Bally Solenoid Driver
First off, take a look at the picture below
This is a typical Bally coil from a Mata Hari machine. Notice 3 things: The two big fat yellow wires going to one lug, the small skinny wire going to the other lug, and the diode connected to the two lugs.
One lug on every coil is visited by these fat wires, in what's called a daisy-chain. This is the wire that supplies each coil with positive 43 volts DC (+43VDC). So each coil is connected to the +43VDC bus. Most have two fat wires, but some may have one. Flipper coils have these wires too, but they are connected a little differently, and are discussed elsewhere. For now, just assume we're talking about regular solenoids here.
Next, you'll notice each coil has a small skinny wire on the other lug. This wire goes to the control circuits on the solenoid/regulator board. In order to energize the coil, there must be a path to ground for the +43VDC. Normally, there is not so the coil is relaxed. When the small skinny wire gets connected to ground, the path is complete and current will flow. This current flow turns the coil into an electro-magnet and then pulls the plunger into the coil. When the wire is disconneted from ground, current flow stops, the electro-magnet is turned off, and the plunger returns to it's normal position, with help from either a spring, or gravity.
Finally, the diode. When the current is quickly turned off on an energized coil, the magnetic field around the coil collapses quickly and causes the coil to generate a huge voltage spike. The job of this diode is to prevent the majority of this spike from reaching the solenoid driver circuity. If the diode is bad, or installed backwards, you'll pop the driver transistor the first time the coil is energized, then released. It's like the ignition in older cars - when the points open, the 12 volts is removed from the car's coil quickly, which causes another coil to generate a huge voltage spike, to the spark plug. The computer program that runs the machine also tries to limit this spike by turning off the coil near the zero crossing of the line AC. This helps because the DC that drives the coils is rectified, but not filtered, so it's not smooth DC, but "humpy", like in this picture. By energizing the coils just after the zero crossing, the in-rush of current caused by a coil is limited, and by turning them off just after the zero crossing, the voltage spike caused by the collapsing field is also kept to a minimum.
So, in the simplest form, the solenoid driver circuits in your Bally look like this:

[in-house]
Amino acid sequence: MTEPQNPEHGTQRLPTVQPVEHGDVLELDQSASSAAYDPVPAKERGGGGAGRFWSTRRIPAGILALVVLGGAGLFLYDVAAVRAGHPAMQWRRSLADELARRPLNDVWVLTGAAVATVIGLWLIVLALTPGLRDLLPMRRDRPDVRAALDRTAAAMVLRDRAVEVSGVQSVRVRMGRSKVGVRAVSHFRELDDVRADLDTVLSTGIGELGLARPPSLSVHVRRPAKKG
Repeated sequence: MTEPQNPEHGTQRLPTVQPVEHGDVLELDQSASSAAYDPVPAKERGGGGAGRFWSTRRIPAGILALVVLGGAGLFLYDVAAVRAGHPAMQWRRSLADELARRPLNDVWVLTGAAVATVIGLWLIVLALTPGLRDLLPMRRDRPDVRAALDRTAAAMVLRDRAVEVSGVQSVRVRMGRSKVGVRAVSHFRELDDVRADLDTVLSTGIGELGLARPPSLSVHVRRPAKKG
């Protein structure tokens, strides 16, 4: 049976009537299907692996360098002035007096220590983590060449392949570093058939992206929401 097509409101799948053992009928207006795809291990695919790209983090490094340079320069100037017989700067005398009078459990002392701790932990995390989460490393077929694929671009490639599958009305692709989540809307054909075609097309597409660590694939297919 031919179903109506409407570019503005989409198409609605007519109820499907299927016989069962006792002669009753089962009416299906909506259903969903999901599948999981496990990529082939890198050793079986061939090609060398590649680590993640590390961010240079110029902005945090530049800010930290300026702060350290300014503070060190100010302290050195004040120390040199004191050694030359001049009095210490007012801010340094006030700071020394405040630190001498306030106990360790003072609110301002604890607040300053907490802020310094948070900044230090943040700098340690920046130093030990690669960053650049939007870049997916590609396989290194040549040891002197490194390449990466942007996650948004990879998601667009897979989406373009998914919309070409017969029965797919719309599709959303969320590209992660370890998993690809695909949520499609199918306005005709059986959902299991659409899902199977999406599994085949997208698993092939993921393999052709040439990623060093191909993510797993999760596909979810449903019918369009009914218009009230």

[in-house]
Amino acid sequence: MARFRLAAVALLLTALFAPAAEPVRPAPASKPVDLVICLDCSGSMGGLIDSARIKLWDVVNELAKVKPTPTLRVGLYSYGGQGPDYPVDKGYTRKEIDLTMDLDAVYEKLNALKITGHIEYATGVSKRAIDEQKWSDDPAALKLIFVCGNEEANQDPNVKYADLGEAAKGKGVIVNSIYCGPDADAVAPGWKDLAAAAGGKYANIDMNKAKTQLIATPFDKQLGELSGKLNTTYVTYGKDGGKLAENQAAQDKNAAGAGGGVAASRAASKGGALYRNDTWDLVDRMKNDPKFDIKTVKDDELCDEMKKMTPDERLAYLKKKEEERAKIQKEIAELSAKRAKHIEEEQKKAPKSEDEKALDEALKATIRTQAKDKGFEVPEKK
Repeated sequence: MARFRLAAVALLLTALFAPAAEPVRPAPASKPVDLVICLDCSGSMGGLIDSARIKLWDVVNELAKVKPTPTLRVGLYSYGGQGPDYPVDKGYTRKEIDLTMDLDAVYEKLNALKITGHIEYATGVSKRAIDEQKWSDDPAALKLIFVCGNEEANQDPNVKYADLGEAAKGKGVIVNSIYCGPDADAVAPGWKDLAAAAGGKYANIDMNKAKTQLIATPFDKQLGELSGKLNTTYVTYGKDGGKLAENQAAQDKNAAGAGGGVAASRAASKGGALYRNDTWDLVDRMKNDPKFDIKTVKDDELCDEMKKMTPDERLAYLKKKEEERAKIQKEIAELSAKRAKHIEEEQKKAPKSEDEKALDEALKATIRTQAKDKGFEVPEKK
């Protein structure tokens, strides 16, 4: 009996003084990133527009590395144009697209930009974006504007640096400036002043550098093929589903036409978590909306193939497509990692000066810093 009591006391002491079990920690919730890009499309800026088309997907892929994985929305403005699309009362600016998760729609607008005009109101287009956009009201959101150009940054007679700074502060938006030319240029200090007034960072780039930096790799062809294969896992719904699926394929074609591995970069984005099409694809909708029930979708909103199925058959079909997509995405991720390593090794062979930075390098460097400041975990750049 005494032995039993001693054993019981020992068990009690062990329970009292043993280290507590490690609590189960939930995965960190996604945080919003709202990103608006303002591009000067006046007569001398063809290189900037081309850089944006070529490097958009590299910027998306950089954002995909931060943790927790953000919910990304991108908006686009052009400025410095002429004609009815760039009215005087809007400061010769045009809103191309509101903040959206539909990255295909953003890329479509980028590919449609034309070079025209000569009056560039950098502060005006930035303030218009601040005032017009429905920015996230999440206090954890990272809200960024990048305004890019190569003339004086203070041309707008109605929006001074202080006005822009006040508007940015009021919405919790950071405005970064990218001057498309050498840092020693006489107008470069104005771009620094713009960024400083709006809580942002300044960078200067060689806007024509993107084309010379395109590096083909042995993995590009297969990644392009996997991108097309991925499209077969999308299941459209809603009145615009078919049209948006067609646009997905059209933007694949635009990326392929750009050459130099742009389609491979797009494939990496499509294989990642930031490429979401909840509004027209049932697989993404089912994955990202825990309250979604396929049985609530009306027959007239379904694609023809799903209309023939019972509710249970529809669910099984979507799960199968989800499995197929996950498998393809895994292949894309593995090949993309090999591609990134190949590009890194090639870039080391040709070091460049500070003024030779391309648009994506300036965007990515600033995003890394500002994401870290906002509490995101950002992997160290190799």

Look at it as a bunch of coils all connected to the +43VDC bus, and the other lugs going to switches which are also connected to ground. Then, if you were to close a switch, that would connect the circuit from +43VDC to ground, and the coil would energize as long as the switch is closed.
Now see how the circuit is complete due to the switch being closed, and the coil is energized. Then you open the switch and the coil turns off and you're back to the first picture. If the diode were not there, when you opened the switch, there's be a big arc across the switch contacts at the moment they opened up.
Finally, take this one step further and replace the manual switches with transistors. Transistors are normally used as amplifiers, but you can also use them as switches too. There are 3 leads on a transistor, the base, the emitter, and the collector. For NPN transistors like the ones on your Bally solenoid driver, you can used the emitter and collector like a switch. With no current supplied to the base, there is no current flow between the collector and emitter, so the transistor switch is open, or OFF. If you supply a current to the base, current will then flow between the collector and emitter, so now the switch is closed, or ON.
Without getting into too much detail - what happens is a current is applied to the base which is high enough to 'saturate' the transistor. This means the collector-to-emitter current will be amplified as high as it can, and the transistor will then conduct a large amount of current from COLLECTOR to EMITTER, in relation to the current flow from the BASE to the EMITTER. This is how it acts like a switch. The base goes high to turn it on, and low to turn it off. Since the collector is connected to the wire that goes to the coil (the small single wire), and the emitter is connected to ground, turning the transisor as the effect of connecting the collector to ground. This completes the circuit to the coil and it fires.
You may have heard that you can test a coil by grounding the tab on the coil's driver transistor. For the TIP-102 transistors used in the Bally solenoid driver, the metal tab is connected to the collector. Knowing this, and what you've just learned, you can now see that grounding the tab is the same as grounding the collector, which will complete the circuit to ground and fire the coil. Note that this test only tests the wiring from the solenoid driver to the coil. It DOES NOT test the transistor, or any circuitry before the transistor.
So, you can now replace the transistor and "control signal" in the simplified drawing above, with the actual circuit found on the page you just came from, and get an idea how the entire driver circuit works.
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